The American Dream
Buying a home is one of the biggest decisions, both financially and emotionally, you will make in your lifetime.
If you’re a first-time buyer, you’re probably thrilled about making the jump from apartment renting to owning your own house. While you’re excited, however, you also may be a bit overwhelmed by the procedures involved. Relocating or move-up buyers have the advantage of past experience, but still might need a refresher course on the intricacies of the process.
The buying process involves several steps, from finding a REALTOR® to making an offer to closing the deal. Whether you’re a first-time or experienced buyer, you’ll find an array of information in this section that will assist you on your way to realizing your goal of homeownership.
Your home is your castle and your comfort zone. It’s where you share smiles, tears, and the occasional holiday dinner. It’s where neighbors become friends and family becomes closer. Homes are where we make memories, share moments, and sometimes, burn popcorn.
- The American Dream
- Are You Ready to Buy?
- Credit Information
- Beginning Your Home Search
- The Transaction from Start to Finish
- Obtaining a Mortgage Loan
- Home Buying Checklist
For the vast majority of us, owning a home is part of the American Dream. According to a study conducted by the NATIONAL ASSOCIATION OF REALTORS®, 87 percent of those polled cited owning a home as the number one criterion for defining “the good life.” Owners and renters alike considered homeownership desirable for the following reasons: the pride of ownership, their dislike of paying rent, and the ability to change features of their homes to match their individual tastes and needs. In addition, owning your own home provides a sense of security and well-being that’s hard to beat. Home is where we raise our families, have friends over for summer barbecues, paint the baby’s room pink or blue, and find refuge from the outside world. Owning a home offers other advantages as well. For instance, as a homeowner, you have control over your environment. Not only can you change your home to meet your needs, but you also aren’t subject to the terms of a lease or a landlord. As a homeowner, you can experience the emotional and financial security that comes from knowing what your housing expenses will be from year to year. Unlike rents, which can increase annually, most mortgages have fixed or capped monthly payments. So, as a homeowner, you can have a much better idea of what proportion of your paycheck goes toward your home. Think of it as the ultimate savings plan.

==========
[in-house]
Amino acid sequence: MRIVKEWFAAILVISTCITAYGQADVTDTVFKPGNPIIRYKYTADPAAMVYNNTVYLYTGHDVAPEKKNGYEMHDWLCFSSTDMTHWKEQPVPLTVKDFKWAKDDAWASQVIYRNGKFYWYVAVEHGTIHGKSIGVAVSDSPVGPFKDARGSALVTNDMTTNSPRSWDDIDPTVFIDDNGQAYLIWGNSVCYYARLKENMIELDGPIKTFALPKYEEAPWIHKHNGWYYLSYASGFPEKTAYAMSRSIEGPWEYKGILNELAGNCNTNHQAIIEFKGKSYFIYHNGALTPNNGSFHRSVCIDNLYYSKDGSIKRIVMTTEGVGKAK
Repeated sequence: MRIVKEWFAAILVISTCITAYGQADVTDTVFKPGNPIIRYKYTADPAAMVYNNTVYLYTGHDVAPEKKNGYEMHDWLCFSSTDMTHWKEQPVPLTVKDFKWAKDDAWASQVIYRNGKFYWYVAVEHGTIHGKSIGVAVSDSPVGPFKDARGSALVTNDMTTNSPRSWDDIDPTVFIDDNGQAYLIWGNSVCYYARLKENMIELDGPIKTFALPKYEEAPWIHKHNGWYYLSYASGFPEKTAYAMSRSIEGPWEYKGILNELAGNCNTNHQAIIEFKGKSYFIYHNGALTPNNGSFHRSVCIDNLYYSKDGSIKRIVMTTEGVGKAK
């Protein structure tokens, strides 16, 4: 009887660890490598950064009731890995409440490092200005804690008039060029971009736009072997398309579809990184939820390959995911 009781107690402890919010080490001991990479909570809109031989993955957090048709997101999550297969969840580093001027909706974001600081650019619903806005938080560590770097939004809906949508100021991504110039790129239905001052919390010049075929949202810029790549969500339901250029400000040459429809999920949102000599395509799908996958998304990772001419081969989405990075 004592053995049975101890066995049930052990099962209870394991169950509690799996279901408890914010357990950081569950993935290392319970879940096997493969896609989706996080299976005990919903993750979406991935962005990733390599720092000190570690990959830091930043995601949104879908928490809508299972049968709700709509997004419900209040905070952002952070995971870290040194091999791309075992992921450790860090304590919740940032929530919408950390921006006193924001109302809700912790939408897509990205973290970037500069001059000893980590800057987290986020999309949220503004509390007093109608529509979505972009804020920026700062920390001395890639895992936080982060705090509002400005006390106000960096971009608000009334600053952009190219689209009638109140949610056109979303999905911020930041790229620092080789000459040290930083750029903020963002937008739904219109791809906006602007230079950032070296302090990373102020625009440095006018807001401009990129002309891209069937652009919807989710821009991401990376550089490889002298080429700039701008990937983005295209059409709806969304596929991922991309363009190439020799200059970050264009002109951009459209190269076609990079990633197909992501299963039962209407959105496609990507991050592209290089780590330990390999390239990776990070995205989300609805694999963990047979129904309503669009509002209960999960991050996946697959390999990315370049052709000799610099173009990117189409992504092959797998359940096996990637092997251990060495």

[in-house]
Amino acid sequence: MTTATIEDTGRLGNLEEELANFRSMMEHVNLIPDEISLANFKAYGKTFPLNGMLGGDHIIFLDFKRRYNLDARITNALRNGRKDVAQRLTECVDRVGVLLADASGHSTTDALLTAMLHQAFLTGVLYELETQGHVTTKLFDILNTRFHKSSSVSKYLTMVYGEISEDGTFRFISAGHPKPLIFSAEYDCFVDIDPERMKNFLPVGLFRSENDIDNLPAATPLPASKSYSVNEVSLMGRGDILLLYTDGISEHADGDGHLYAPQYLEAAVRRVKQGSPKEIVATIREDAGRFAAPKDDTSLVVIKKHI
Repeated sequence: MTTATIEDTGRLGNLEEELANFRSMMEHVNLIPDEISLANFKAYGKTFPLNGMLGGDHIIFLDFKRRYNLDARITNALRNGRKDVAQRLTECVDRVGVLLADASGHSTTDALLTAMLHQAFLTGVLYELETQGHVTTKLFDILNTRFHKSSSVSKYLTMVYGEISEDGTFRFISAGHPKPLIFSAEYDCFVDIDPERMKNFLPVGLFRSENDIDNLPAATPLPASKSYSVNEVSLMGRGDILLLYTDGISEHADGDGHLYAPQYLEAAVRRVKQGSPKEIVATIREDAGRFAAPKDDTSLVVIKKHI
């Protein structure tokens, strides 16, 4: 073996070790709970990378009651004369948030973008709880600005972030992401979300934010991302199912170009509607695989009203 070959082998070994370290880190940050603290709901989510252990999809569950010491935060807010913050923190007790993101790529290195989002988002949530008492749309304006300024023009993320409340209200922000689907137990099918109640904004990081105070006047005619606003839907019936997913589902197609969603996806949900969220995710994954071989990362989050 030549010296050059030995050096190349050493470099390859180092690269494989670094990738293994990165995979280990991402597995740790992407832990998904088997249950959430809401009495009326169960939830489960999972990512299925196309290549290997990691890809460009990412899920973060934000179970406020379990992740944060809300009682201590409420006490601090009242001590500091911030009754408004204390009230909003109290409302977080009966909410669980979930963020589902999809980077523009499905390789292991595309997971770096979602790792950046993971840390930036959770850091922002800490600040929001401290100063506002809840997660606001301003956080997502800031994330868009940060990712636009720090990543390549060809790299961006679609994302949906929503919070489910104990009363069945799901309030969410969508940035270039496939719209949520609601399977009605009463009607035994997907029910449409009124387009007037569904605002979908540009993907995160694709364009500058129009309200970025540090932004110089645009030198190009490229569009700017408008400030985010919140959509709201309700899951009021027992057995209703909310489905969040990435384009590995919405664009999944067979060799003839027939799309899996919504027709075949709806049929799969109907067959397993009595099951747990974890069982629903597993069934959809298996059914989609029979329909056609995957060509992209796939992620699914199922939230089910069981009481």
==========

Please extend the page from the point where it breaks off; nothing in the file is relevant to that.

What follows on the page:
And it only gets better. Homeownership is the primary component in the creation of wealth for many Americans. Data from Harvard University’s Joint Center for Housing Studies illustrate not only that the median net wealth of homeowners is 34 times greater than that of renters, but also that over half of that wealth is generated from home equity. As you pay down your loan amount each month, you accumulate equity, a growing ownership interest in your property. If you need funds, you can borrow against this equity in the form of a home equity loan. Further, interest on a portion of home equity is tax-deductible. Most homes appreciate in value over time and can be a source of income for you, especially if you’ve lived in your house for many years. When you retire, you can sell your home if you need the funds or make use of a home equity conversion mortgage. Finally, don’t forget about the significant tax advantages of owning your home. Interest on a home mortgage and property taxes are deductible. For most of us, mortgage interest provides the largest tax deduction. Also, a home is the single most important factor that determines whether you will be able to file a return that takes advantage of the wide range of allowable itemized deductions.
Homebuying Means Getting Back to the Basics
Recently, the CALIFORNIA ASSOCIATION OF REALTORS® surveyed homebuyers to find out what they considered to be important in the purchase of their homes. The largest percentage, 27 percent, considered the mere ownership of a home as the most important reason to buy. Moving to a better neighborhood (17 percent), wanting a larger home (10 percent), and realizing the tax advantages of homeownership (8 percent) were other reasons cited for buying homes. Seven percent focused on investment value as their primary motivation for homeownership.
Over the years, your home likely will be the best investment you’ll ever make. But more importantly, it will be the place that offers you and your family shelter, security and stability. That’s some return on investment.